U.S. District Court for the Northern District of Georgia Judge Thomas W. Thrash, Jr. recently granted a motion to dismiss qui tam claims from two relators who alleged that Lockheed Martin violated the False Claims Act (FCA) by inflating the reported number of hours its employees worked on government contracts. The relators, both former employees, alleged that the company overbilled the government more than $10 million in employee work-hours.
This triumph is significant for FCA defendants for several reasons. In addition to re-establishing the rule that a FCA plaintiff in the Eleventh Circuit must plead the existence of a false claim to proceed to discovery, the decision also makes clear that it is not enough for a relator to bombard a court with alleged details and that, even on a motion to dismiss, courts can be persuaded that there was simply no misconduct by the defendant.
Judge Thrash's opinion adopted many of the arguments for dismissal and for denying sanctions presented by Lockheed Martin, which was represented by Vorys attorneys Glenn V. Whitaker, Michael J. Bronson and Joseph W. Harper. Despite a 194-paragraph complaint attaching a 522-page appendix that purported to detail the relators' allegations, the Vorys trial team was able to convince the court that "[t]here is nothing to suggest that Lockheed systematically bills the government for work it has not done or for employee hours that it has not authorized and paid for," and that there was "no indication that the United States would consider the [alleged] billing practices to be fraud." Quoting a prior decision, Judge Thrash concluded that: "Relators may suspect fraudulent activity, 'but they currently have little, and maybe no, basis to believe that wrongful acts occurred.'" With no evidence of wrongful acts, there was no basis for the qui tam claims to go forward.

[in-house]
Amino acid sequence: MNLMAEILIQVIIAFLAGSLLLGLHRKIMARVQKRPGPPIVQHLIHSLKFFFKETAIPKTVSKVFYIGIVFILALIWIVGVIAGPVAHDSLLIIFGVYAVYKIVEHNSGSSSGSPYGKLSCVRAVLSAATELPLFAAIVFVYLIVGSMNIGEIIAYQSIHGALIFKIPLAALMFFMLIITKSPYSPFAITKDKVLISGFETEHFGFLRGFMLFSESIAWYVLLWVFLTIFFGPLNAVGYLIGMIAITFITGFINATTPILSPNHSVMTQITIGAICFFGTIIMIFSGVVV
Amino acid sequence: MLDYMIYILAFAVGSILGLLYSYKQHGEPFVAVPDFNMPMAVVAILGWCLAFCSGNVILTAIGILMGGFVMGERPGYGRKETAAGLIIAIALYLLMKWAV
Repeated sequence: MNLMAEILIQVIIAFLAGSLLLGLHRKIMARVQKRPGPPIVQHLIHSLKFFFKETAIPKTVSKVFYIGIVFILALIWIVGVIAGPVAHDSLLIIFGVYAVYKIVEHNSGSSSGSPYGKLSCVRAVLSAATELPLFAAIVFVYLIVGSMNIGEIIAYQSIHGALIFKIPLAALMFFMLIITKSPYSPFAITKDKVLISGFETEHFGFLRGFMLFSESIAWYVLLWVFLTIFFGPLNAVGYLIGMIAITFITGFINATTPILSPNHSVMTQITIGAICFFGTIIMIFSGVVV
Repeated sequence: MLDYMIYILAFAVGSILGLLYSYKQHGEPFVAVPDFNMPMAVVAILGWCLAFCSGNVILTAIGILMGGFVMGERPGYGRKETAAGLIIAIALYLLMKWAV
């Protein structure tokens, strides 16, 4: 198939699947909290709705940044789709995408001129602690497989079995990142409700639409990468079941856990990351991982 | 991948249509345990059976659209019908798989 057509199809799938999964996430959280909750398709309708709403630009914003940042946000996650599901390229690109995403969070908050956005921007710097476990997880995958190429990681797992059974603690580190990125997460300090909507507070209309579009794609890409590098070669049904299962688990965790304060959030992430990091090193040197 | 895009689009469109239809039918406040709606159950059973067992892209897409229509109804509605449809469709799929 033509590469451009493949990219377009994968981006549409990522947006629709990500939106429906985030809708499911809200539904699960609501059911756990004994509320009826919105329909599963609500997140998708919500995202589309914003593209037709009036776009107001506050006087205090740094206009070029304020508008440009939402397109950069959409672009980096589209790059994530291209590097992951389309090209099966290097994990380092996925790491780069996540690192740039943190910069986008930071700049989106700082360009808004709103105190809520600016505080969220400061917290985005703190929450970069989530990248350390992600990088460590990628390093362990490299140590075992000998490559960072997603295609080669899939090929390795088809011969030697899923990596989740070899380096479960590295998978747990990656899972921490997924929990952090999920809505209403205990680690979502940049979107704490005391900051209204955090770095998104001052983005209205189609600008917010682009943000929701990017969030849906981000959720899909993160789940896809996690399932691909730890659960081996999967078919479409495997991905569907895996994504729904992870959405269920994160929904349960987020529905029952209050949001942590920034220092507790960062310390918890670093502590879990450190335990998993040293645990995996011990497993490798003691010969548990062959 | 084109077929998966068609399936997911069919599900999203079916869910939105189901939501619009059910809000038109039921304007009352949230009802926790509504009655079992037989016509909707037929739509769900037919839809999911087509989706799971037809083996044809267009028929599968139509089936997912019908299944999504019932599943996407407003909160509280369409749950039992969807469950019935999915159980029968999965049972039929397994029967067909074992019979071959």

The relators had also claimed that the company retaliated by terminating one worker and reassigning the other. In his decision, Judge Trash granted Lockheed's motion to dismiss the claim that the company retaliated by reassigning work duties. The other retaliation claim is still pending.
The entire opinion is available here.